Got the "Spare"? Jump on over to the badge claims department
Rethink, Recycle, Reuse! ~ We're in The House of Hop Sing *
Winners, Answers ... Valentine's Day Puzzlers * Escape to Ponderosa *
Reader's Choice! * Bonanza Ballads
BREAK THE TIE. VOTE! Fun With Captions * Ponderosa Prospects *
Fun With Art * The Coloring Book * Modern Art * Paint Me A Picture
ARTastic ~ Members Portfolio's.
Volunteer to host a future Saturday Night Chat
- Trail Boss
- Posts: 22466
- Joined: Mon Jul 14, 2008 9:01 am
- Badges: 218
- Who is your favorite Bonanza character?: Joe
- Location: Ohio
Alias: "Sam the Bartender"
The man we all know as "Sam the Bartender" was born Bernard "Bern" Hoffman, on February 17, 1913, in Baltimore, Maryland. Bern was an athlete in college, where he studied to be a doctor. Bern's life ended up quite differently, however. Along the way, he even became an explosives expert in World War II!
Although you know Bern as character actor, he actually got his start as a Broadway "song and dance man." Hoffman began his career in 1938, appearing in a series of uncredited roles. He made his debut with Jan Kiepra and Martha Eggerth in the 1944 revival of "The Merry Widow." That same year, Bern was signed by Producer Mike Todd to play the part of "Pugacheff," one of Mae West's leading men in "Catherine Was Great." On tour, he played Pawnee Bill opposite Mary Martin, in "Annie Get Your Gun." (c. 1952)
In 1956, Bern returned to Broadway in the part of Eddie Benaro in "The Hot Corner." When the original Broadway production of "Guys and Dolls" opened up at the St. James Theater in New York City, Bern enjoyed a record-breaking run as singer Joey Biltmore. He also acted in the musical production "Lend An Ear."
It was also in this year that Bern created the role of "Earthquake McGoon" in the Broadway version of "L'il Abner." It was a move that would change his life, forever.
Although he went on to other, higher profile acting ventures, he returned to the stage in 1962, touring the country as Fatso O'Rear in "Do Re Mi."
"L'il Abner" was based on Al Capp's comic strip. The show opened on November 15, 1956, and had a moderately successful run of 693 performances. Choreographer Michael Kidd and female lead Edie Adams (Daisy Mae) won Tony awards, and the male lead, newcomer Peter Palmer (L'il Abner) won the Theater World Award.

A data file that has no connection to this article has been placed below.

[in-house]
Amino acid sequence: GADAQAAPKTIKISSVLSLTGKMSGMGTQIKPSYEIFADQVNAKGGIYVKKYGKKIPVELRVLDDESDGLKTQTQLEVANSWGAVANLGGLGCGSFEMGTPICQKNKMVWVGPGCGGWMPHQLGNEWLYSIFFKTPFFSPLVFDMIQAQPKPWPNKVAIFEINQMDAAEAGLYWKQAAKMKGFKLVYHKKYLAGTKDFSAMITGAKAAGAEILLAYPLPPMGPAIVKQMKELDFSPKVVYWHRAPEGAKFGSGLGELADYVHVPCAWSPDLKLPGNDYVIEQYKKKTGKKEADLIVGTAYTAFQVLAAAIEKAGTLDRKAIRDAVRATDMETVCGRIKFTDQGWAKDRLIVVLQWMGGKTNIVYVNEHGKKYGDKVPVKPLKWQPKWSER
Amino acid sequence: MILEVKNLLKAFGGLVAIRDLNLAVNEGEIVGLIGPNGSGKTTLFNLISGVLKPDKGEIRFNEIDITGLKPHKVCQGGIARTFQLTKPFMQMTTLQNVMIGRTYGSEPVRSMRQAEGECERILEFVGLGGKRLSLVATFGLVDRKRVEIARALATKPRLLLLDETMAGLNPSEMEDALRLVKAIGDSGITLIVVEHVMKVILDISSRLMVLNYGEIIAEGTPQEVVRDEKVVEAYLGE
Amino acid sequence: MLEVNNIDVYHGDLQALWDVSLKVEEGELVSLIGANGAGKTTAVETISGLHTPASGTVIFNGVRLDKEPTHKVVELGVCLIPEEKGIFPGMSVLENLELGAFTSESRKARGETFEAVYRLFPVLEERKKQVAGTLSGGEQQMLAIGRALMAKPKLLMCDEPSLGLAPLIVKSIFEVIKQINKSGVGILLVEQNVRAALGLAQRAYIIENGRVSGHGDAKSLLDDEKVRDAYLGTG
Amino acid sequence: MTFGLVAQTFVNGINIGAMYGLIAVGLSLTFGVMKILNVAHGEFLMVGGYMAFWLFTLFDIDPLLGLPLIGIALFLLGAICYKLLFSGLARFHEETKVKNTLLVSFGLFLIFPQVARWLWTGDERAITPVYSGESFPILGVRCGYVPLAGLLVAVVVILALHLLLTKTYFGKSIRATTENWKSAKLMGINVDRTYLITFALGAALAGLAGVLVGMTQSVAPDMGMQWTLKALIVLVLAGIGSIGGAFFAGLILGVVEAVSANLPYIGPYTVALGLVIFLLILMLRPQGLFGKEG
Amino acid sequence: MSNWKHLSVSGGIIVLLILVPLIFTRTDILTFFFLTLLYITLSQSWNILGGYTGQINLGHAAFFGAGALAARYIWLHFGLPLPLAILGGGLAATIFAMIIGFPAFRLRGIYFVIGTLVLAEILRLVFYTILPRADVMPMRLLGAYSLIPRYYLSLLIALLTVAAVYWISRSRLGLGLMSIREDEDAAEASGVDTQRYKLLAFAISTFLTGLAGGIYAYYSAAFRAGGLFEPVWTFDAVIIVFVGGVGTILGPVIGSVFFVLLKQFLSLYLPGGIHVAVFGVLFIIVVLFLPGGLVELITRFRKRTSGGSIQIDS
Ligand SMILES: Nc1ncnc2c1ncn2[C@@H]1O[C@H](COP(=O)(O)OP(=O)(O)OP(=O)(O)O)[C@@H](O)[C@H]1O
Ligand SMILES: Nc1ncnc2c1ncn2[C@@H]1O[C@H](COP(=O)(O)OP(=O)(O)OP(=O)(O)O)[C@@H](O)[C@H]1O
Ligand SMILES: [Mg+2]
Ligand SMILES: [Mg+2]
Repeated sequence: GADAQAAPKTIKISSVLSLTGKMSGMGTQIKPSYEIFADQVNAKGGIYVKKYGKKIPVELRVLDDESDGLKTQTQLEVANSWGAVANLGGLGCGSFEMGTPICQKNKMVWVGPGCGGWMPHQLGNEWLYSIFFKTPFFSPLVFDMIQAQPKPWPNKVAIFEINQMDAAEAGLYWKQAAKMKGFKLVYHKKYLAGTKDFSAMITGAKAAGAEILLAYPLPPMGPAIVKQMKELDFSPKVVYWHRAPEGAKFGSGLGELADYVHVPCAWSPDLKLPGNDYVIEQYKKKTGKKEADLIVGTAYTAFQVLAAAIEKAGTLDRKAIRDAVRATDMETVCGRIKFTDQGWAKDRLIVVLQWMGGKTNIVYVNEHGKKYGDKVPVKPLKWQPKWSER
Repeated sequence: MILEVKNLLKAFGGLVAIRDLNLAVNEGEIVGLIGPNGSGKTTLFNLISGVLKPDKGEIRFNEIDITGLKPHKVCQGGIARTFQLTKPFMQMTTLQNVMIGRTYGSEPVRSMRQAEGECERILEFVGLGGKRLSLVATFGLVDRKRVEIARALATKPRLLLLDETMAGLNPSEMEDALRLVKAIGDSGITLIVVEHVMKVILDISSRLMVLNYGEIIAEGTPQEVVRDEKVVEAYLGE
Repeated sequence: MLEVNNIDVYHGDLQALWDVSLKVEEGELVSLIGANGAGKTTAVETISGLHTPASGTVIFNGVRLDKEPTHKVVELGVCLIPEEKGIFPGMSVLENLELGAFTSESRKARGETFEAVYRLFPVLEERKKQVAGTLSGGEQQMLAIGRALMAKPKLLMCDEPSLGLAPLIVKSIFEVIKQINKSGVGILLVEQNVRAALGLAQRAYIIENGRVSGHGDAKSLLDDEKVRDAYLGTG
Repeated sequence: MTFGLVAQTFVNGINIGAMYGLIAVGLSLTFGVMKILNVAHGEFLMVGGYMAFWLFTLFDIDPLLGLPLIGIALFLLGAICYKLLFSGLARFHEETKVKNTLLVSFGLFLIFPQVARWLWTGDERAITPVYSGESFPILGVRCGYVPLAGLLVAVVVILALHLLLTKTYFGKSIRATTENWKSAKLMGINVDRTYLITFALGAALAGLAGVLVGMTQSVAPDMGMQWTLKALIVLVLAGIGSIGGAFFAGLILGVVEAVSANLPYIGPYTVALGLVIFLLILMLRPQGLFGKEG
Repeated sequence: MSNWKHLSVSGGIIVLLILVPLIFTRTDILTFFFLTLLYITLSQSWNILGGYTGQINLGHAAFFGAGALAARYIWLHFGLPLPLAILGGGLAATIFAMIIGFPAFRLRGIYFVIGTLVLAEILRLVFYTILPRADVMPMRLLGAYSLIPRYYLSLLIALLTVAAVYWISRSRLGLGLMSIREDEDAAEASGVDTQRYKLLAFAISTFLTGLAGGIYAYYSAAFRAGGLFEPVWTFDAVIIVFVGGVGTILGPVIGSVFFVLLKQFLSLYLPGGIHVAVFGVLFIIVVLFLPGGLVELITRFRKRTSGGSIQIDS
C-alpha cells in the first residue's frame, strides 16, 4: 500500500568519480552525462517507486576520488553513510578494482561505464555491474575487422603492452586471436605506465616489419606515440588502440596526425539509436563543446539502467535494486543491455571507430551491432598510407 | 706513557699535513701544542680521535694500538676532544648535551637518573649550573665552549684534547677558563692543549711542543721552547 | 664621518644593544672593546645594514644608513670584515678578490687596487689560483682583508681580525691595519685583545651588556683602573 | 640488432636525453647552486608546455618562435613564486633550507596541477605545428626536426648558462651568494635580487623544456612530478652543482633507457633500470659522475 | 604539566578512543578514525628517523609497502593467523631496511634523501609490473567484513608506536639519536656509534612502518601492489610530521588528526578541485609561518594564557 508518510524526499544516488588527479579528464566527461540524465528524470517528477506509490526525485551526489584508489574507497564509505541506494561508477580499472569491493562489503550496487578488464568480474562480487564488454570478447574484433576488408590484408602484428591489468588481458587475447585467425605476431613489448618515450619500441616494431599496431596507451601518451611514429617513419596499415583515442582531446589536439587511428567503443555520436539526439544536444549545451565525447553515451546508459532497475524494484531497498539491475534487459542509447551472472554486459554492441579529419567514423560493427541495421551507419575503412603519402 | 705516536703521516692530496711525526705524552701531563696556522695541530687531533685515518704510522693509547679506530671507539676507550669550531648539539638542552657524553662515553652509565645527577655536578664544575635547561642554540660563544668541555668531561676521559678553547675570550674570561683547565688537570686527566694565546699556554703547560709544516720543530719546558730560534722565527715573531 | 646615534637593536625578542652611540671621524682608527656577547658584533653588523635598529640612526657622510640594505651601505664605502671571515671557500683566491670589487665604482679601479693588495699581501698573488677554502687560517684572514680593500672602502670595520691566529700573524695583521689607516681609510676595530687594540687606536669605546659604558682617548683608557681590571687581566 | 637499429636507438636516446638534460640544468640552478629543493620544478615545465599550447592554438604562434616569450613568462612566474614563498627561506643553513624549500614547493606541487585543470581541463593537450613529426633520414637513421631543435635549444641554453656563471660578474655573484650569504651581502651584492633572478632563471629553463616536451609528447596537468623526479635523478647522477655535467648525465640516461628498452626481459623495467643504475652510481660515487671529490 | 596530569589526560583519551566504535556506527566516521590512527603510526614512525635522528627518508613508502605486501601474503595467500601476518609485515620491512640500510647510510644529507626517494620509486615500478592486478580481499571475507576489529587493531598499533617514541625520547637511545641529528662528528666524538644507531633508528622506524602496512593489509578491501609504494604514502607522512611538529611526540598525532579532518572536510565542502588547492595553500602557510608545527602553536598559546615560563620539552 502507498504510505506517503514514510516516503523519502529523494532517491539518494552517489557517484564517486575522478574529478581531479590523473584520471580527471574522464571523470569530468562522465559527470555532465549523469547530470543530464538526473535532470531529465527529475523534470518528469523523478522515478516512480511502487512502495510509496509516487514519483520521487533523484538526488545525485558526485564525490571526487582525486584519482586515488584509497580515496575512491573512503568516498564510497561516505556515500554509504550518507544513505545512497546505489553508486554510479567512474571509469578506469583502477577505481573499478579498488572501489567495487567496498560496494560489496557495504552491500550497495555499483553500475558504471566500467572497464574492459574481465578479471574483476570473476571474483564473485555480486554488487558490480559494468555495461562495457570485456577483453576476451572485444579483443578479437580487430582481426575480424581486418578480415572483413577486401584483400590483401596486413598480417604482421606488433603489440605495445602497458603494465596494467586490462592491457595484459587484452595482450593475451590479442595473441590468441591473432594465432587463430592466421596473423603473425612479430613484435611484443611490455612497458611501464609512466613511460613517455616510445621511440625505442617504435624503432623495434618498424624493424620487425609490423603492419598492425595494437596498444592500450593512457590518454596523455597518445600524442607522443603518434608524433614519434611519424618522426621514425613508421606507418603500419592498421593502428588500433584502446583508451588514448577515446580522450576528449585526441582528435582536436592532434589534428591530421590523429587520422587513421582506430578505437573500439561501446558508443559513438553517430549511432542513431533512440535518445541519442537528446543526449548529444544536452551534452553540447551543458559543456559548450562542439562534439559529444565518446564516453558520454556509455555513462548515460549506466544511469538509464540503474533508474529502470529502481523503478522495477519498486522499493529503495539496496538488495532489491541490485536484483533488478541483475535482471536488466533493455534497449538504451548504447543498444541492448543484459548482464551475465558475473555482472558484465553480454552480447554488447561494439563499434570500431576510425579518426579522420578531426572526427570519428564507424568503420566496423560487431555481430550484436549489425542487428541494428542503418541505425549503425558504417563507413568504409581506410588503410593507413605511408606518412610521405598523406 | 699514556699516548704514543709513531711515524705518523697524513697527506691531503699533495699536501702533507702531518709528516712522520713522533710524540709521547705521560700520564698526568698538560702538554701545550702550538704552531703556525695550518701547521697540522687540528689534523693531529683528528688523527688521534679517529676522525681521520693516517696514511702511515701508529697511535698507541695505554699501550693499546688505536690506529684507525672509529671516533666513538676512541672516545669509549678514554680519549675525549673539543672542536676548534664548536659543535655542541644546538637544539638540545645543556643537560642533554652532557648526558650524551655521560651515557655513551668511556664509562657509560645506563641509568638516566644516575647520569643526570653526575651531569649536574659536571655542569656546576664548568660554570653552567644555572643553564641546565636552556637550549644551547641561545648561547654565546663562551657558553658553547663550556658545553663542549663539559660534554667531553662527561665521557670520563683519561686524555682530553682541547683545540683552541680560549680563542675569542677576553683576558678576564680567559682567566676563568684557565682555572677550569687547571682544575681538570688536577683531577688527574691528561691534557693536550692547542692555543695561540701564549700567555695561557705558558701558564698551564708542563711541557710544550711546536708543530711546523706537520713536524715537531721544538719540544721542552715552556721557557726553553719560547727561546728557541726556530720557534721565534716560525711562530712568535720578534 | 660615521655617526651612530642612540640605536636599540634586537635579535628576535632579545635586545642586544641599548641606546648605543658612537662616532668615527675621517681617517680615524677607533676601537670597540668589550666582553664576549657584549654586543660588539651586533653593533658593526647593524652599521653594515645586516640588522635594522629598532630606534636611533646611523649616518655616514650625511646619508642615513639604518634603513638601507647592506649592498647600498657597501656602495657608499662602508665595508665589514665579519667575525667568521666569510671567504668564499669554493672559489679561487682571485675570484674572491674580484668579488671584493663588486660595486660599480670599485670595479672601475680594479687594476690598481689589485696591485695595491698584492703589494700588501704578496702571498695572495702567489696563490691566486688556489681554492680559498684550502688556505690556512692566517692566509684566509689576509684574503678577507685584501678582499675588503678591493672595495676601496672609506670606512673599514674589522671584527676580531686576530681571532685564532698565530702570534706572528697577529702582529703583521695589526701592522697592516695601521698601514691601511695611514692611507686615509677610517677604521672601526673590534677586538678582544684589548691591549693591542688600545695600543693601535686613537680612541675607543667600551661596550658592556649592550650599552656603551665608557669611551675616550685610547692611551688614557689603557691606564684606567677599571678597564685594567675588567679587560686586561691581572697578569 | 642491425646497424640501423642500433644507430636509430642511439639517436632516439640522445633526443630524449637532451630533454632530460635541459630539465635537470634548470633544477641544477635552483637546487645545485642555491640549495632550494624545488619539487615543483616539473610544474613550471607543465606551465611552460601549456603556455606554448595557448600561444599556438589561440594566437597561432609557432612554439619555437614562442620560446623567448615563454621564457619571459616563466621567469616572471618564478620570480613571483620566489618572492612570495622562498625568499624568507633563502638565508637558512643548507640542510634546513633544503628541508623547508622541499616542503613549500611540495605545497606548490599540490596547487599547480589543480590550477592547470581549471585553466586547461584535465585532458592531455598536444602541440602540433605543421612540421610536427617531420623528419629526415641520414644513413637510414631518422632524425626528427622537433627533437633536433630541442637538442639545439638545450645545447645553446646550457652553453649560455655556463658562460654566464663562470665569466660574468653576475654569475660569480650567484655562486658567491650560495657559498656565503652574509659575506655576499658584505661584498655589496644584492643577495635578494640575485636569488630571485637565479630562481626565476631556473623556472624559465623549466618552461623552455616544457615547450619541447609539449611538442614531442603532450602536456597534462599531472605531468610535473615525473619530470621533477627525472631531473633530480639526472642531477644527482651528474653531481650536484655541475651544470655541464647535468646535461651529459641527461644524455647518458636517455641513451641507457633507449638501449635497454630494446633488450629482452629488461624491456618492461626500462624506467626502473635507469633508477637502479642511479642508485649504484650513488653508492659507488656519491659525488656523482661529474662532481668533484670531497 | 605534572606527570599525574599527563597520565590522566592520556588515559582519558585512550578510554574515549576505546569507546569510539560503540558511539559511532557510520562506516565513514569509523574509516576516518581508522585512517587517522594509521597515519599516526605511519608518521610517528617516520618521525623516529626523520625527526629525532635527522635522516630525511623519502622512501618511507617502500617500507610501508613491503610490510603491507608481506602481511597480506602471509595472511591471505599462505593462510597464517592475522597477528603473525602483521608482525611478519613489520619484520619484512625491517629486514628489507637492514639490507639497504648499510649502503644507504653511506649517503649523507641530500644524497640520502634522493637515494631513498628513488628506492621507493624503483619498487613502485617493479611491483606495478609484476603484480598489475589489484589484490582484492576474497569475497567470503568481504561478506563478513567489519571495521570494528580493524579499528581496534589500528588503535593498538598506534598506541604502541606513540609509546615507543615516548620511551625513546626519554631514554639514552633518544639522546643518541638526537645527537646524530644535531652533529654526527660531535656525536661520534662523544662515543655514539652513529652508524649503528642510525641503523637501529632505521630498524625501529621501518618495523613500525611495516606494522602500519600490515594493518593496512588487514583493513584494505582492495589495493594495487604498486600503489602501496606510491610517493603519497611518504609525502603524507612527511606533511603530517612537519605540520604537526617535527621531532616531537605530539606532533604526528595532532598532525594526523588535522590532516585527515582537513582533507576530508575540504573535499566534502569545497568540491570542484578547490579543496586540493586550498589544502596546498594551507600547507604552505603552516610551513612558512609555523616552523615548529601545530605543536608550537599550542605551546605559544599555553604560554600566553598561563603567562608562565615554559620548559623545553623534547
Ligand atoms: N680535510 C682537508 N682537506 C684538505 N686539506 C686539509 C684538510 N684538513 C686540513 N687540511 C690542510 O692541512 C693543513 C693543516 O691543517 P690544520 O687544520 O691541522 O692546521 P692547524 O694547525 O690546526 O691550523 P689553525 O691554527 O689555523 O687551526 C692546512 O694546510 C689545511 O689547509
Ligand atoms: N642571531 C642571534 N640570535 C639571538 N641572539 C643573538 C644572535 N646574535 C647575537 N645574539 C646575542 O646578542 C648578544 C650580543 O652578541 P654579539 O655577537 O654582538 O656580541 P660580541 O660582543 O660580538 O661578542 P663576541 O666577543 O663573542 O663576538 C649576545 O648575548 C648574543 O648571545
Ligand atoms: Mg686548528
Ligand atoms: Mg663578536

The cast recorded an album. He can be seen below, in the recording studio.
Bern played the part of Erik Torp, opposite George Raft, in the moody mystery drama "Nocturne," in 1946. Produced by longtime Alfred Hitchcock associate Joan Harrison, it was a big money maker for R.K.O.
Here, we see Bern in an uncredited role as a wrestler in the film "The Naked City." (1948)
Bern has worked with some of the big names in Hollywood, in addition to George Raft. He appeared as a singer with Frank Sinatra, Gene Kelly, Vera-Ellen and Ann Miller in "On the Town," (1949) and with Henry Fonda and Leslie Caron as the Soprano in "The Man Who Understood Women." (1959) Bern had a part as a bartender alongside Ray Walston, Dean Martin, Kim Novak and Felicia Farr in "Kiss Me, Stupid," in 1964. (You might remember Felicia, she played Joe's mother in "Marie, My Love.") He also acted with Ralph Bellamy (in the part of the Russian Premier) in the TV movie "Missiles of October," in 1974.
In the 1960's, Bern settled in North Hollywood.
There, he recreated his role for Paramount, in a movie version of L'il Abner.
Is this really you, Sam???
The entire movie can be seen on TMC, and is also available for viewing, online.
Here is a blooper reel, which provides a good sampling of the talents you never knew "Sam" had.
No entertainment needed in the bar-Sam could have provided it all-all by himself!
Keep an eye on the graphics, to catch the "bloopers."
Bern went on to make other movies, and work with other big names: Richard Burton and Barbara Rush in "The Bramble Bush" (1960) and Robert Wagner in "Don't Just Stand There." (1968)
Hoffman's first Bonanza appearance was as a fisherman in the 1963 ep "A Woman Lost:"
His name is included in the credits for a total of thirteen episodes, between the years 1963 and 1971. In some, he is merely listed as "bartender." In "Little Man, Ten Feet Tall," (1963) he is actually credited as "Bernie the Bartender!" His first appearance as "Sam" came in "The Gentleman From New Orleans," in 1964.
Bruno VeSota took over the role of Sam the Bartender, during the '65-'69 seasons. Actor Remo Pisani also was seen as bartender for the '68 - '70 seasons.
In addition to his Bonanza appearances, Bern acted in hundreds of other popular television shows, between 1949 and 1976. One series, "Major Dell Conway of the Flying Tigers," was about an American secret agent, posing as a pilot for the Flying Tigers airline. Bern played the real-life character of Caribou Jones, a member of an exclusive pre-World War II unit whose mission was to shoot down Japanese planes, in order to protect the Chinese from being invaded. Sadly, the 1951 series is now believed to be completely lost.
Among Bern's other shows were: "Studio One In Hollywood," (1949) "The Phil Silvers Show," (1955, 1956, and 1957) "Laredo," (1965) "Lost in Space," (1967) "Bewitched," (1967) "Ironside," (1973) "Streets of San Francisco," (1973, 1974) and "The Brady Bunch." (1974)
Bern passed away in a hospital in Sherman Oaks, California, on December 15, 1979, after a prolonged illness. He was 66 years old.
For those of you who would care to remember Bern in a personal way,
you can visit his grave
in Mount Sinai Memorial Park, in Los Angeles. [/color]
Bern as Thor, in "Lost in Space" (1967)
L'il Abner (1959)
"Kiss Me, Stupid!" (1964)
Bernard Hoffman Bio and images courtesy of Joe'sGal
Users browsing this forum: No registered users and 1 guest